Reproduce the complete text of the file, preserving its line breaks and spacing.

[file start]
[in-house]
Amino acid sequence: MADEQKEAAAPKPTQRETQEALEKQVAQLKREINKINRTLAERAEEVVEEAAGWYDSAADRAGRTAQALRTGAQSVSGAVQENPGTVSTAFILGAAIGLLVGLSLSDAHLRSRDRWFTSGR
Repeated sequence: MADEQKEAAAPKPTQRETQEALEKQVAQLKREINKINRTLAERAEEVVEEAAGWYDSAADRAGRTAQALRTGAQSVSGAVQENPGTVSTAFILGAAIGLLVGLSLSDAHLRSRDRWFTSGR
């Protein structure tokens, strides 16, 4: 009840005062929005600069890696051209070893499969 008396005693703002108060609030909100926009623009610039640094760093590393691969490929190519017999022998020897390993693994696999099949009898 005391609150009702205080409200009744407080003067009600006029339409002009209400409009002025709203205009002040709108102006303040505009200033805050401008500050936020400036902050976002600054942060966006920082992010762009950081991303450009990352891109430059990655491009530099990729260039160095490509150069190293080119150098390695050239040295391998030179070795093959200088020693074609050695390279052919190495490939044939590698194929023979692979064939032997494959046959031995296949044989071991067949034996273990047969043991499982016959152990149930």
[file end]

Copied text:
[in-house]
Amino acid sequence: MADEQKEAAAPKPTQRETQEALEKQVAQLKREINKINRTLAERAEEVVEEAAGWYDSAADRAGRTAQALRTGAQSVSGAVQENPGTVSTAFILGAAIGLLVGLSLSDAHLRSRDRWFTSGR
Repeated sequence: MADEQKEAAAPKPTQRETQEALEKQVAQLKREINKINRTLAERAEEVVEEAAGWYDSAADRAGRTAQALRTGAQSVSGAVQENPGTVSTAFILGAAIGLLVGLSLSDAHLRSRDRWFTSGR
């Protein structure tokens, strides 16, 4: 009840005062929005600069890696051209070893499969 008396005693703002108060609030909100926009623009610039640094760093590393691969490929190519017999022998020897390993693994696999099949009898 005391609150009702205080409200009744407080003067009600006029339409002009209400409009002025709203205009002040709108102006303040505009200033805050401008500050936020400036902050976002600054942060966006920082992010762009950081991303450009990352891109430059990655491009530099990729260039160095490509150069190293080119150098390695050239040295391998030179070795093959200088020693074609050695390279052919190495490939044939590698194929023979692979064939032997494959046959031995296949044989071991067949034996273990047969043991499982016959152990149930």